Every hard disk is initially supplied with an undocumented master password. In the
hdparm output, you can see this from the details of the master password revision code, which refers to the currently valid master password as an identifier. The default value 65534 (hex $ FFFE) references the manufacturer-defined password. In other words, the HDD or SSD manufacturer has a way of resetting the security settings right from the outset. The initial master password is unknown to the user but can be overwritten by the first call of the
SECURITY_SET_PASSWORD command, this time using the
--user-master m switch:
# hdparm --user-master m --security-set-pass "UltraSecret" /dev/sdb security_password="UltraSecret" /dev/sdb: Issuing SECURITY_SET_PASS command, password="UltraSecret", user=master, mode=high
The Master Password Revision Code is then set to 1. If only a master password, but no user password, is set, no security features are active. The master password does not enter the game until these settings are enabled. All security settings can then be disabled either with the user or with master password using the
SECURITY_DISABLE_PASSWORD ATA command:
# hdparm --user-master [m|u] --security-disable "UltraSecret" /dev/sdb
In terms of ATA states, a transition from SEC5 to SEC1 occurs. Now you can assign a new user password.
The ATA standard specifies two different security levels that are defined when setting the user password. These levels also define the scope and capabilities of the master password:
HIGH is the default (
LOW would mean no security features are enabled). All explanations so far have related to the
HIGH level. Set the
MAXIMUM security level as follows:
# hdparm --user-master u --security-mode m --security-set-passwd "Secret" /dev/sdb security_password = "Secret" /dev/sdb: Issuing SECURITY_SET_PASS command, password="Secret", user=user, mode=maximum
hdparm output reflects the new status (Listing 5). In this state, you can no longer unlock the device with the master password or directly disable the security features. If you do not know your user password, a transition from SEC5 to SEC1 requires a
SECURITY_ERASE_UNIT, which will restore the device to a usable, pristine state.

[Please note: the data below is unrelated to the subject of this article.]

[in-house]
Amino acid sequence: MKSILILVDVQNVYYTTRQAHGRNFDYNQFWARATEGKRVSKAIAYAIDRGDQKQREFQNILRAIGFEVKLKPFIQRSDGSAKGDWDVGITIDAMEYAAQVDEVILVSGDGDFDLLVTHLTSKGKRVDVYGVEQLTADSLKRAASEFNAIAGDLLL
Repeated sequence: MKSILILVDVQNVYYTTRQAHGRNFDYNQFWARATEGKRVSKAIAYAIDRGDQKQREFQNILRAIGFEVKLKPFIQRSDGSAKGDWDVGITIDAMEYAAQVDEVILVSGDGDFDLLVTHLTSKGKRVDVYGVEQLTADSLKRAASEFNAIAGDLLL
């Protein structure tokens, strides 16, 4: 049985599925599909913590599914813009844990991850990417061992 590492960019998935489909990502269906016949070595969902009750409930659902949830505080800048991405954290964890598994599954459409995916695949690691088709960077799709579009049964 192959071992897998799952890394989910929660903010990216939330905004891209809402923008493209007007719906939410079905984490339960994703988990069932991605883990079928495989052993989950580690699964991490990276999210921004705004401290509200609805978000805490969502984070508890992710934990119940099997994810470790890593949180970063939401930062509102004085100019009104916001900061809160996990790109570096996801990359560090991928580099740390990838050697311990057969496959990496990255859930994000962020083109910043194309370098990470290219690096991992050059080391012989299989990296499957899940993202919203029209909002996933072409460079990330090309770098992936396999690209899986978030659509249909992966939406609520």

Listing 5: MAXIMUM Level
# hdparm -I /dev/sdb /dev/sdb: [...] Security: Master password revision code = 65534 supported enabled not locked not frozen not expired: security count supported: enhanced erase Security level maximum 4min for SECURITY ERASE UNIT. 2min for ENHANCED SECURITY ERASE UNIT. [...]
The idea is that admins should not be able to gain access to user data, which is fine if you want to configure your disk that way. Keep in mind that when the security level is set to MAXIMUM, you'll lose all user data if you forget the user password.
The security features of modern ATA drives offer useful protection against unauthorized data access, provided they are applied correctly. The concept behind ATA security come from the world of corporate notebooks, but these techniques are also applicable to desktop systems – although you might need to use scripts to automate steps that the notebook BIOS completes automatically.
It is important to remember, especially in a private or simple business environment, that the HIGH security level is usually sufficient, and that devices should definitely be frozen to give malware no chance of changing the security settings – whether security is enabled or not.
If you set the security level to MAXIMUM, loss of the user password is equivalent to loss of data, unless you are prepared to pay a data recovery specialist a large amount money to open the disk under cleanroom conditions and retrieve the data or read the memory cells of the SSD directly.
Secure deletion of USB hard disks or SSDs with
hdparm will generate error messages in many cases. It seems that many SATA-USB adapters block the use of the some ATA Security Commands or at least do not implement them cleanly.